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Beef Hormones Free essay! Download now

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Beef Hormones

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Downloads to date: N/A | Words: 1286 | Submitted: 01-Oct-2011
Spelling accuracy: 71.1% | Number of pages: 2 | Filetype: Word .doc

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EU beef bans


The EU ban on exports of cattle that has been hormone injected is taking a toll on U.S beef producers. Besides the $500 million in annual lost revenues it is also affecting corn producers as well. This memo will explain the economic results that lifting the ban will have on many different sectors in the economy.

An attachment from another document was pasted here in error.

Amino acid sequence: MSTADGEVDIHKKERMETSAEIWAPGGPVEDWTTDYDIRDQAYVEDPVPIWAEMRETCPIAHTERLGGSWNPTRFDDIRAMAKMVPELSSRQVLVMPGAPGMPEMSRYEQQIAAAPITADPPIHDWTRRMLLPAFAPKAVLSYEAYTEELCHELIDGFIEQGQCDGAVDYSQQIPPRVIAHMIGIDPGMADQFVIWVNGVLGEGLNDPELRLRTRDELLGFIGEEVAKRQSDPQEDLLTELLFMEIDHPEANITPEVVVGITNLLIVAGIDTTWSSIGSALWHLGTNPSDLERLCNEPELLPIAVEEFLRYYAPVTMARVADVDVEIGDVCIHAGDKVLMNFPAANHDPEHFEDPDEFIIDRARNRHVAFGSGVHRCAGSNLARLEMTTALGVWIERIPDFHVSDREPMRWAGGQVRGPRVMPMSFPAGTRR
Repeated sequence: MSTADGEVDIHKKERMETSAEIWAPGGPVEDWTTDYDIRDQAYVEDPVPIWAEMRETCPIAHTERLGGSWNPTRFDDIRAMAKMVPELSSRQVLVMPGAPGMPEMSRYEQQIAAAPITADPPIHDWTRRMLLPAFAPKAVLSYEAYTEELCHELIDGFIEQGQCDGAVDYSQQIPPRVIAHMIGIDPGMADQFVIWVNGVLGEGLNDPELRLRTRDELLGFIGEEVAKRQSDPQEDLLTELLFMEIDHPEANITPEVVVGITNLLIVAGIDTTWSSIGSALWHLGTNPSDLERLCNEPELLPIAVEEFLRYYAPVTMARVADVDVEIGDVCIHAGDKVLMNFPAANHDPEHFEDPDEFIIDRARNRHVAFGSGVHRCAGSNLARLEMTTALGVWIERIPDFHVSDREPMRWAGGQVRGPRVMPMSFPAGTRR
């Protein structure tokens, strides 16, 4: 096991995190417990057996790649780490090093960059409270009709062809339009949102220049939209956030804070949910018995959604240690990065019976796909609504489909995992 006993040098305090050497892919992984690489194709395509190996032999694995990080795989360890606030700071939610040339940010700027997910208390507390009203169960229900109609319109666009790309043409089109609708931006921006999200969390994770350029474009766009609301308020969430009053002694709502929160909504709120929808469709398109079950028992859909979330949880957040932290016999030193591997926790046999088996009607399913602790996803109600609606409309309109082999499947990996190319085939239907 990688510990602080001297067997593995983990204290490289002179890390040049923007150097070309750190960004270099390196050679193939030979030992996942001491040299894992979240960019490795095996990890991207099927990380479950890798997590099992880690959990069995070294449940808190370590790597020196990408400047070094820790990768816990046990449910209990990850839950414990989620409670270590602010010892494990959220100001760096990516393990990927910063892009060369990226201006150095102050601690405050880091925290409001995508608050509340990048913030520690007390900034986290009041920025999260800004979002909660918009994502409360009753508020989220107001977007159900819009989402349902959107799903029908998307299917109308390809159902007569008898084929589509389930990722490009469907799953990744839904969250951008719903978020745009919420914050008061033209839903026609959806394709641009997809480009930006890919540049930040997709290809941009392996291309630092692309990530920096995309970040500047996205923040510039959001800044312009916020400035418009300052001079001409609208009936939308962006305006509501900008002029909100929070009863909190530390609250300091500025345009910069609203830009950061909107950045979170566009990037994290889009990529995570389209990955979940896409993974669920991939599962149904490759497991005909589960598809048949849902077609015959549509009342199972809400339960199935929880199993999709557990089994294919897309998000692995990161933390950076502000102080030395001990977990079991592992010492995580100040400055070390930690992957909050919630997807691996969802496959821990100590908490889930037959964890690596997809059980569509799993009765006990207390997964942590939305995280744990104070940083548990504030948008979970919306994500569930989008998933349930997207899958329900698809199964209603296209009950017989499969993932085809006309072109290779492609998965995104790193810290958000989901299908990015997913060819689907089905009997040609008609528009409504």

Anytime there is a trade restriction are lifted or imposed there will be effects on the domestic countries price and quantity sold. The United States and the beef industry are not an exception to this rule. The lifting the EU ban will cause a chain reaction of changes for domestic producers and consumers both immediately (short run) and over time (long run). When a trade barrier is initially lifted the short run effects are positive for domestic cattle producers. If you refer to Fig 1 in the adjoined graphs there is an illustration of this. Before the trade restriction is lifted the economy is in equilibrium at point P1 and Q1. When this restriction is lifted the foreign demand for U.S produced cattle will shift the entire demand curve to the right moving from D1 to D2. This will set a new equilibrium point at P2 and Q2. This is due to the economic theory that states that if a change unrelated to price occurs then the demand curve will shift. In this case the new market of consumers will increase demand and shift the entire demand curve to the right. From a producer’s stand point this is quite favorable. The increase in demand will allow producers to not only receive a higher price for their cattle but will also see and increase in the quantity of cattle that is being demanded. However, as time progresses and we move into the “long run” in Fig 1 there are more changes. The long run changes are shown by the shifting of the entire supply curve downward. This is because the higher prices will entice current producers to supply more cattle to capitalize on the increase in revenue opportunity. Along with this it may draw new producers to enter the market and raise supply levels further. As a result of the supply curve shifting from S1 to S2 it will drop the price from P1 to P2, which is close to the equilibrium price we started with at P1 in the short run. As far as quantity is concerned it will increase from Q1 to Q2 and thus bring overall quantity supplied to satisfy the new markets quantity demanded. Since cattle is an agriculture commodity there will be a natural lag for producers to be able to supply more cattle. This lag of transitioning from short ...

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